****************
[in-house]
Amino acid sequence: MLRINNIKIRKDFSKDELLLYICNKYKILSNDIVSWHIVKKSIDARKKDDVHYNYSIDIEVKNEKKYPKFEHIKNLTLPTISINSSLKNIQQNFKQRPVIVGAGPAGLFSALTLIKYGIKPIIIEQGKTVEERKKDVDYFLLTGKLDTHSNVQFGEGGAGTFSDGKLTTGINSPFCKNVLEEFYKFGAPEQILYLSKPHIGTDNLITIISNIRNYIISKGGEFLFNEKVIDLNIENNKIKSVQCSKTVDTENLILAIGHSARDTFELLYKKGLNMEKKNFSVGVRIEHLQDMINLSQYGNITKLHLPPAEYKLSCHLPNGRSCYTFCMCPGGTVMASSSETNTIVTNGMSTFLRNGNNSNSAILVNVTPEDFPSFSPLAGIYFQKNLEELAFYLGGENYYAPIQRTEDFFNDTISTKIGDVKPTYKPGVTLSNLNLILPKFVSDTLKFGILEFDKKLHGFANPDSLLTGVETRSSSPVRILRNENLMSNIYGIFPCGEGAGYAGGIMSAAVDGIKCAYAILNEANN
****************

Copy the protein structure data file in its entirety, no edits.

[in-house]
Amino acid sequence: MLRINNIKIRKDFSKDELLLYICNKYKILSNDIVSWHIVKKSIDARKKDDVHYNYSIDIEVKNEKKYPKFEHIKNLTLPTISINSSLKNIQQNFKQRPVIVGAGPAGLFSALTLIKYGIKPIIIEQGKTVEERKKDVDYFLLTGKLDTHSNVQFGEGGAGTFSDGKLTTGINSPFCKNVLEEFYKFGAPEQILYLSKPHIGTDNLITIISNIRNYIISKGGEFLFNEKVIDLNIENNKIKSVQCSKTVDTENLILAIGHSARDTFELLYKKGLNMEKKNFSVGVRIEHLQDMINLSQYGNITKLHLPPAEYKLSCHLPNGRSCYTFCMCPGGTVMASSSETNTIVTNGMSTFLRNGNNSNSAILVNVTPEDFPSFSPLAGIYFQKNLEELAFYLGGENYYAPIQRTEDFFNDTISTKIGDVKPTYKPGVTLSNLNLILPKFVSDTLKFGILEFDKKLHGFANPDSLLTGVETRSSSPVRILRNENLMSNIYGIFPCGEGAGYAGGIMSAAVDGIKCAYAILNEANN